On One Hand

August 17, 2009

Will we have the Right to Boycott Private Health Insurers?

Filed under: Uncategorized — ononehand @ 11:22 pm
Tags: ,

There are good people who work in the health insurance industry. My grandma worked there for years and receives a pension from her old job, she cares about the poor, goes to Mass on Sundays and always votes Democrat. She’s not evil, and there are others who work there who are like her. I’ve had to call Blue Cross Blue Shield with questions in the past, and they were friendly and polite when they read lists of doctor’s they work with. It’s not that I have a problem with private insurers doing what they do when they do right.

But I’ve come to the conclusion that the industry, in its entire function, is immoral. Not even morally ambiguous, not even hands-in-the-air, too-complicated-to-judge: it’s morally wrong. The industry is corrupt. When you realize that your career or industry is harmful to innocent people, we can all understand how torn you’d be over something you’re connected to, but you should lay it down and move on.

The private health insurance industry spent over 50 million dollars supporting John McCain and Republican candidates leading up to the 2008 elections – that’s money they got through your paychecks and premiums. The industry refuses to cover people who are sick before they need healthcare, and finds sneaky ways to avoid paying for care that customers thought they were going to get. In order to stay profitable, the health insurance industry sets up situations that kill people for lack of coverage; that force people to get sicker than they have to or choose between gravely risking their lives and bankruptcy. The system is fatally flawed, and for those that die of preventable diseases, there is no give-and-take; to them America’s current healthcare system is a 100% loss. Even many employees of insurance companies know that this is wrong; the decisions are being made by relatively few people, who are incredibly rich, and sit in the companies’ corporate boardrooms and seem to have utter disdain for the rest of America. The fact that Americans continue to tolerate such an immoral situation on their own soil, for fear of alternatives they haven’t read enough about to understand, is beyond me.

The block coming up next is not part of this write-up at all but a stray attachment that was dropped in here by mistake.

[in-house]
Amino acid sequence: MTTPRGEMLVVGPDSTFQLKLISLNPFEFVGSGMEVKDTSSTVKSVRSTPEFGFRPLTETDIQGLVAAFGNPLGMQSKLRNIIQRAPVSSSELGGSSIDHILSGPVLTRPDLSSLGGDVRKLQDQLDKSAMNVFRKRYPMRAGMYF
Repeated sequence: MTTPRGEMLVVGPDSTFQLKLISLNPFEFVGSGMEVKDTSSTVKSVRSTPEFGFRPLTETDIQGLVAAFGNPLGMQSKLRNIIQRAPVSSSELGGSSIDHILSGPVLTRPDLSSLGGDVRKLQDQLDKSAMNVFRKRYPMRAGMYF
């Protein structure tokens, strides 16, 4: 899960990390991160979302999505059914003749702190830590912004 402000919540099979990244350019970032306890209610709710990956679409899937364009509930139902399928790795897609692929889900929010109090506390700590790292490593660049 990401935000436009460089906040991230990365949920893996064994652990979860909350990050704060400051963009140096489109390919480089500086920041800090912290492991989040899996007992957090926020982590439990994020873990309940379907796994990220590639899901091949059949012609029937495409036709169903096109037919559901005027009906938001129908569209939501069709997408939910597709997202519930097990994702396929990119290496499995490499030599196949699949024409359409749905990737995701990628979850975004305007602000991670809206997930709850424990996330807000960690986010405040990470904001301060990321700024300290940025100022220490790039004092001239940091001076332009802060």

This whole conundrum became all the more obvious for me when I had to buy insurance on my own, and live life without the coverage I had though my dad’s company when I was young. To get insurance, I had to fill out a questionnaire that noted I would be ineligible for their self-bought plan if I’ve ever had Melanoma in my life. I hadn’t – so I was lucky – but my mom has, so she’d be screwed under this system if she didn’t get insurance through her job.

Now I pay about a hundred dollars a month that would only do me any good if I got injured in a serious car accident. The annual deductible is $4,000 dollars, so regular doctors visits or trips to get antibiotics when I have strep throat are out of the question – this is catastrophic coverage only, something that more and more plans are turning to. My ADHD meds are unobtainable, so my total life productivity goes way down, despite the fact that I still have to fork over the dough for insurance. Thank God I don’t have any more serious chronic health issues, thank God I’m never going to get pregnant, and thank God I’m young.